I recently saw an interview with a woman on television. She was going through a very emotional process of sharing her recent cancer diagnosis and the fight she has ahead of her. In doing so, she made the statement, “My faith in God tells I’m going to overcome this.” I admire her willingness to express her faith and I am in no way trying to judge her faith or theology based on six seconds of interview footage. The statement struck me because I very often hear similar ideas expressed as people talk about overcoming obstacles in their lives and I think it brings up an uncomfortable theological truth. Put simply, God may not want you to overcome that struggle. He may not even want you to survive it.
Do you remember the story of Shadrach, Meshach, and Abednego in the book of Daniel? They’re the guys that got thrown into the flaming furnace, but did not burn up. They got into that precarious situation by refusing to bow in worship to an idol of the king. When confronted by the king himself, they made this incredible statement:
“King Nebuchadnezzar, we do not need to defend ourselves before you in this matter. If we are thrown into the blazing furnace, the God we serve is able to deliver us from it, and he will deliver us from Your Majesty’s hand. But even if he does not, we want you to know, Your Majesty, that we will not serve your gods or worship the image of gold you have set up.”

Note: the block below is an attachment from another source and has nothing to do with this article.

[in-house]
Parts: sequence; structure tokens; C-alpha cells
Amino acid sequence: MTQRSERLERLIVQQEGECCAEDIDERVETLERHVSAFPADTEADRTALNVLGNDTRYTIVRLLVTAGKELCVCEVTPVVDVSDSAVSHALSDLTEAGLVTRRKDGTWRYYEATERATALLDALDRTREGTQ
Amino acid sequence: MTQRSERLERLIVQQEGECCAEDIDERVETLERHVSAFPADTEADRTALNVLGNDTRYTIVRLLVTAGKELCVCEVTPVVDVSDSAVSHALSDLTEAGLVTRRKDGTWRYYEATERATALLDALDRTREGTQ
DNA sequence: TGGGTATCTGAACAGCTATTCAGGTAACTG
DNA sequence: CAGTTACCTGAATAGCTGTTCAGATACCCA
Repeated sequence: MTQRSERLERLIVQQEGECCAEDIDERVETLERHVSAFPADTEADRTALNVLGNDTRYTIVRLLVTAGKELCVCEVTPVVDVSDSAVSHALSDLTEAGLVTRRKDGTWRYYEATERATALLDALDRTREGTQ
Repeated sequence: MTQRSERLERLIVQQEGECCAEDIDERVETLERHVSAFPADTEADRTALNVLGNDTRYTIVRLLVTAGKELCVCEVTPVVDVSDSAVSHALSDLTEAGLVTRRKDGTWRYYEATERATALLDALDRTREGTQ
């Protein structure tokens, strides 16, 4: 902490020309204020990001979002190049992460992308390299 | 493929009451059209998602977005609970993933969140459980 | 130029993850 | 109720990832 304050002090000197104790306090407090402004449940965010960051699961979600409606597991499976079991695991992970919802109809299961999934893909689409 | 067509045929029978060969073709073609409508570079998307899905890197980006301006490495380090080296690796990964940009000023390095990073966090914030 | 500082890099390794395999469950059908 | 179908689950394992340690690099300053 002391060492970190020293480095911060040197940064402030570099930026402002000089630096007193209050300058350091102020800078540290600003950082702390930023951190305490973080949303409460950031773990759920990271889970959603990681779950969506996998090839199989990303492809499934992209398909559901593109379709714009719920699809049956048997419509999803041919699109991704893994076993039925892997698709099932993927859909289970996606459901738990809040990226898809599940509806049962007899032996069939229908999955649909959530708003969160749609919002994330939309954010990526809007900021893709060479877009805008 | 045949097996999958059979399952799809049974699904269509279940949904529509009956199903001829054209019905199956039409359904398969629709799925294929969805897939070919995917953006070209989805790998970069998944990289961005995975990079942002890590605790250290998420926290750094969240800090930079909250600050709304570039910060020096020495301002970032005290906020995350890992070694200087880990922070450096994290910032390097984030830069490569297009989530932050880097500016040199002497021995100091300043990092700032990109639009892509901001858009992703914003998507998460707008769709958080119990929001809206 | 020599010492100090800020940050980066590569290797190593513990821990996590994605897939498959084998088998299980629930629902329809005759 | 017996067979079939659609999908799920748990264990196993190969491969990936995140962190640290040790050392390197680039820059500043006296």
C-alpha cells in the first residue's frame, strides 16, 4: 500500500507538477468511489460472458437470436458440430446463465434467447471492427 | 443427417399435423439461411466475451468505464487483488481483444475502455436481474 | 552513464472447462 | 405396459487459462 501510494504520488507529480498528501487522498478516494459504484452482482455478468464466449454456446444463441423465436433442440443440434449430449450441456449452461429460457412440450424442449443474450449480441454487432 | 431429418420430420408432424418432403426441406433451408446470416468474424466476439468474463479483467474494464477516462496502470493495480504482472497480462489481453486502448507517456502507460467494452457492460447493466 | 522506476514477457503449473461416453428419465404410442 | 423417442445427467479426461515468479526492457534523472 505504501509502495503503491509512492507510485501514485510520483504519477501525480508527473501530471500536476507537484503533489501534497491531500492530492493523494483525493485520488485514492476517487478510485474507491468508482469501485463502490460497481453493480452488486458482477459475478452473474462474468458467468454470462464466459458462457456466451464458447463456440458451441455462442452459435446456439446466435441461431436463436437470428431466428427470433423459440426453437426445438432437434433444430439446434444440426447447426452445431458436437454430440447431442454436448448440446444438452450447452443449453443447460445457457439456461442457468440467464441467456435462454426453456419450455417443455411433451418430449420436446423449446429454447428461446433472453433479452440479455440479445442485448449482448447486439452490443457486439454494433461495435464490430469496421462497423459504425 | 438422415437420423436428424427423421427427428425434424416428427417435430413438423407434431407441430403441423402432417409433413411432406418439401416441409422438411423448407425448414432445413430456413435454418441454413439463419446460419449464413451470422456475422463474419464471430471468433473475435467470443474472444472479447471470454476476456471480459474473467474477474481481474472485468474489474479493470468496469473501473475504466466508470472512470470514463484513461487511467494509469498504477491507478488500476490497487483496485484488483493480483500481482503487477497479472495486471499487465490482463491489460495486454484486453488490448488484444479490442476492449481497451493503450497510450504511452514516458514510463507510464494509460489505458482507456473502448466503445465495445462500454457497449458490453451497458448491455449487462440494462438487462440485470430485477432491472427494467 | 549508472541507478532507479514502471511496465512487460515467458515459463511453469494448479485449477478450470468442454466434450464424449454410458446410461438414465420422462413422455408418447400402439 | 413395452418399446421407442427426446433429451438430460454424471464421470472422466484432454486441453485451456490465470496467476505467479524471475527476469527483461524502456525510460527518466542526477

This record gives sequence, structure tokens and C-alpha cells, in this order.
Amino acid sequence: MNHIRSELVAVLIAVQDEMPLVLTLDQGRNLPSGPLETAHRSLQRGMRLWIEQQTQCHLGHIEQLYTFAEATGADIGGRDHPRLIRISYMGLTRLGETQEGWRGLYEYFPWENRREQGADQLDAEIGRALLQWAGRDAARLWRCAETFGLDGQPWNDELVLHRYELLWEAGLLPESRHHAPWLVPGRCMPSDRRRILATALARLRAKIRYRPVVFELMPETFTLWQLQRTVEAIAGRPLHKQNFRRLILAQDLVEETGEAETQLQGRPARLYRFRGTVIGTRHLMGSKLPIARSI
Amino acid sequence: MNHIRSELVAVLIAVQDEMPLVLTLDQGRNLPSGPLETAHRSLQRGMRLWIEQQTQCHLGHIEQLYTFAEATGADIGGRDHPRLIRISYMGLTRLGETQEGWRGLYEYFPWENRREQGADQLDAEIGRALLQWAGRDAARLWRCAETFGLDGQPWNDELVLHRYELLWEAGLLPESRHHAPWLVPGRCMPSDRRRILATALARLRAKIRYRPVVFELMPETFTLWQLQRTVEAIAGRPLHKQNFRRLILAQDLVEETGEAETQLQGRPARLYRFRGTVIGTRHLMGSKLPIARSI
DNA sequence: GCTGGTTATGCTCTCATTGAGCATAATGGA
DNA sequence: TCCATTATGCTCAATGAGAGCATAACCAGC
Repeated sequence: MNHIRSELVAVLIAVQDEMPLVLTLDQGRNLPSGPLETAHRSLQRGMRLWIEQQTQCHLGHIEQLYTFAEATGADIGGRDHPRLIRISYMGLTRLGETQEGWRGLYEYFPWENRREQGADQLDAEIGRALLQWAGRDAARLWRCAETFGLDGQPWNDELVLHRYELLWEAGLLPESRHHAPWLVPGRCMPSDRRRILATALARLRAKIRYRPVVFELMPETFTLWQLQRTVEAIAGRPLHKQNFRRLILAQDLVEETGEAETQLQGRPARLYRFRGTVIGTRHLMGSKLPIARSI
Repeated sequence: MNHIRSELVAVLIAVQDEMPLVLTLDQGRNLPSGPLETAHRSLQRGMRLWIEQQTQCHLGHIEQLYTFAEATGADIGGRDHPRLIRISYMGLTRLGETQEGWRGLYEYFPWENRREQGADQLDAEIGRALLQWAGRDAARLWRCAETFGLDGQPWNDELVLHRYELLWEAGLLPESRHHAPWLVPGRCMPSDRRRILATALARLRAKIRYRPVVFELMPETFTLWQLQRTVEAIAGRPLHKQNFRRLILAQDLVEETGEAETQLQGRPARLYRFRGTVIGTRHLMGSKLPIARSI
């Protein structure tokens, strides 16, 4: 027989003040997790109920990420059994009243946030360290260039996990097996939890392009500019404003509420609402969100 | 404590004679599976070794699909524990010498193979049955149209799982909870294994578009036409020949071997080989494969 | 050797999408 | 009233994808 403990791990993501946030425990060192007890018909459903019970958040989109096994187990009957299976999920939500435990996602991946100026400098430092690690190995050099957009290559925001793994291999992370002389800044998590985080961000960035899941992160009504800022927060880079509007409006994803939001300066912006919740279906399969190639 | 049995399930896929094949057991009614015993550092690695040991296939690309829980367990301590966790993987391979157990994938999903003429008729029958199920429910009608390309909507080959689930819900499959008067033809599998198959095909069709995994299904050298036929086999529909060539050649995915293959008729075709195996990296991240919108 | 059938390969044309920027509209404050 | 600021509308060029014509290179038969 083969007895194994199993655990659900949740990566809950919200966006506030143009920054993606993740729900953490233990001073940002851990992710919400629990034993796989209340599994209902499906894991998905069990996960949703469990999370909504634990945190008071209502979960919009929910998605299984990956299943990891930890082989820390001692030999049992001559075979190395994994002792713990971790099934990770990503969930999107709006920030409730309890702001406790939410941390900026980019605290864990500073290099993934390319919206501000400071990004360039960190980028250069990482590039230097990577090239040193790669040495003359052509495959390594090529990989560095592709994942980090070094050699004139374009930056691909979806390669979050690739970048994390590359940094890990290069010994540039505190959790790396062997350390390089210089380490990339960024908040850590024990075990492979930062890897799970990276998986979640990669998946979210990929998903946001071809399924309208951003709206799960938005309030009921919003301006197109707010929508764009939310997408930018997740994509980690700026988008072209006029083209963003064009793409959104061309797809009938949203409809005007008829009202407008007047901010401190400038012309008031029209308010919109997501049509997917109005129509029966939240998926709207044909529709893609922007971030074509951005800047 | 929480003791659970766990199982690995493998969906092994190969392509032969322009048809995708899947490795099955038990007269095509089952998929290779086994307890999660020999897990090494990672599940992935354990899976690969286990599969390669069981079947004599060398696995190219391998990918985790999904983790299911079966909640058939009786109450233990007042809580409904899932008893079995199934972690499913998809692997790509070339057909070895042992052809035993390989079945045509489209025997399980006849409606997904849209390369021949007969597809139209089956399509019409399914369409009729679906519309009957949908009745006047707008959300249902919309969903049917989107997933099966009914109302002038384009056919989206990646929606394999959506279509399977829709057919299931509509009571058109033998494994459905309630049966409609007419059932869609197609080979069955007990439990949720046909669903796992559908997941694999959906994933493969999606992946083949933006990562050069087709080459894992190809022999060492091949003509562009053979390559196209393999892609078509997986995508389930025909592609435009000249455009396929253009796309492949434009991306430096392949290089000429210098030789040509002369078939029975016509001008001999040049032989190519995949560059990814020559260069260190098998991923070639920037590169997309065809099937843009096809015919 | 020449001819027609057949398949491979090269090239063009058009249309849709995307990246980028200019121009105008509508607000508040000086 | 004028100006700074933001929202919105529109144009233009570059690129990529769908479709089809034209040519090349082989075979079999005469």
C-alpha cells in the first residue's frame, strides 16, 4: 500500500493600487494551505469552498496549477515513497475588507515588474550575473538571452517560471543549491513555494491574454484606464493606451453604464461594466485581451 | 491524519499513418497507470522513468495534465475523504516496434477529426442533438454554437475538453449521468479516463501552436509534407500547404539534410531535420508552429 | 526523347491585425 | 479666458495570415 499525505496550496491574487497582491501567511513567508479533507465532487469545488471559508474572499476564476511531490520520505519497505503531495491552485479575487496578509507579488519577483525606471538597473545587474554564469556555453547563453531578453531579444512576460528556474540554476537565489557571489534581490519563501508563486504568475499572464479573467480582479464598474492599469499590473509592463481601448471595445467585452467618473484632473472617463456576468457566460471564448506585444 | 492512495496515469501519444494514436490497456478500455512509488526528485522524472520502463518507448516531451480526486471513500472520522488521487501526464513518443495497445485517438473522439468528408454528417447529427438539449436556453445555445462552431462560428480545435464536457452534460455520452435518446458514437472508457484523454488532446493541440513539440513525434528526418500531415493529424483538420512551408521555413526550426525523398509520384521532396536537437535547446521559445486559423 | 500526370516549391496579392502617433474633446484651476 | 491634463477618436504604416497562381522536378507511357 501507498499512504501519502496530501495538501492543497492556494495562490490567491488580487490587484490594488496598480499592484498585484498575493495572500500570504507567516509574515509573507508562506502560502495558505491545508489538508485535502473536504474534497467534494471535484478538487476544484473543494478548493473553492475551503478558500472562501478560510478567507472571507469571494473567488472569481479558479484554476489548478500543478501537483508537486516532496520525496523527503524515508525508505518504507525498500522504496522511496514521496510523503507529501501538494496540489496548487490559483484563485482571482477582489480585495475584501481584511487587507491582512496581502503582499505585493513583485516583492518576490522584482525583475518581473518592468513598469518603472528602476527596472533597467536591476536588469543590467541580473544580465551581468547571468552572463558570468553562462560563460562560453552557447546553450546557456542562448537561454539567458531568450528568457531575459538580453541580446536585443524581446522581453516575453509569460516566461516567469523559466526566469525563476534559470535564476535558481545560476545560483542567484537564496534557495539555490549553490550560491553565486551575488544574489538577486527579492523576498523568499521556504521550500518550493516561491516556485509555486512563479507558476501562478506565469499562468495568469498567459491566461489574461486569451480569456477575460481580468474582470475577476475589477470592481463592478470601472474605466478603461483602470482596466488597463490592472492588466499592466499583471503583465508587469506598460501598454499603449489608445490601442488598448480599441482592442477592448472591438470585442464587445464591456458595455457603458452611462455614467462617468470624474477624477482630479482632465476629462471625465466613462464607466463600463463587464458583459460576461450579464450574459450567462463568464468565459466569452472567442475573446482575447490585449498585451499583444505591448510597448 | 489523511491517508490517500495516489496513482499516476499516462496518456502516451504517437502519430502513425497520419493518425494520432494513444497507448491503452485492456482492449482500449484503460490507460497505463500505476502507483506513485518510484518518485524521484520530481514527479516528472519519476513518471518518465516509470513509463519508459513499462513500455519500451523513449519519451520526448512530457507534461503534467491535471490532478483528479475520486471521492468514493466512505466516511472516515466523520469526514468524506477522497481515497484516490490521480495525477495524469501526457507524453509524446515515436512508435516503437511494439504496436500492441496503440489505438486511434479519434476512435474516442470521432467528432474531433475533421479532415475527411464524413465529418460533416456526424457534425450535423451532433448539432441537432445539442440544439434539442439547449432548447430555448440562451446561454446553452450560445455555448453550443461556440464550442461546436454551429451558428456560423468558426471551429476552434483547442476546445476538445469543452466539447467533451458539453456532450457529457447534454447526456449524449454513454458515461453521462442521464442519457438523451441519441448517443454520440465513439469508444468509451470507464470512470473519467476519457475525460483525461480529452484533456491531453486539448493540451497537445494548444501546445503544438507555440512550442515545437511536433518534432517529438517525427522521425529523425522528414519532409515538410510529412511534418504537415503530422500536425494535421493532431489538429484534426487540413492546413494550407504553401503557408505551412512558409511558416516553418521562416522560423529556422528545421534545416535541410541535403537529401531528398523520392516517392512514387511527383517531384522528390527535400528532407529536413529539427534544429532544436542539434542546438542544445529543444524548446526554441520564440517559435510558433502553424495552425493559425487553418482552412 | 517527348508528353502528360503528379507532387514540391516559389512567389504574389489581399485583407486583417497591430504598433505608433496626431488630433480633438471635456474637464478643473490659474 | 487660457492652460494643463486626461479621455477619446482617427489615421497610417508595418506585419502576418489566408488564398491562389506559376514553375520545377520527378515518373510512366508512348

They claim the power of God to help them come through their predicament – a bold statement of faith. However, they make an even bolder claim than that in their response to the king. Did you see it? It’s five little words – “even if he does not…” With this tiny phrase, they remind us that true faith is anchored in God himself. Not in God’s willingness to help us. Not in God’s power to rescue us. True faith is tied to God’s being and character, not to his actions as we see them.
We are all very capable of creating in our minds a God who sees the world exactly as we do, wants the same things we want, and shows up in just the way we expect. And, as long as he complies, our faith is solid. A faith that is contingent on God’s “coming through” for us is not really a faith in God – it is a faith that our circumstances will work out in a way that makes us happy. On the occasion that they do not, our faith takes a major hit, sometimes even a fatal one.
We can and do fervently pray for God’s intervention in our lives and the lives of those we care about. When God rescues us from our fiery furnaces, we celebrate and proclaim it to anyone that will listen. And when he does not, we still hold onto him – not because we understand him or because he takes care of things the way we want him to, but simply because he is God and we trust him.
Credit: My father-in-law, Mike Sublett, is passionate about Daniel 3:18 (he even had custom t-shirts made). Spending last week with him put this passage on my heart.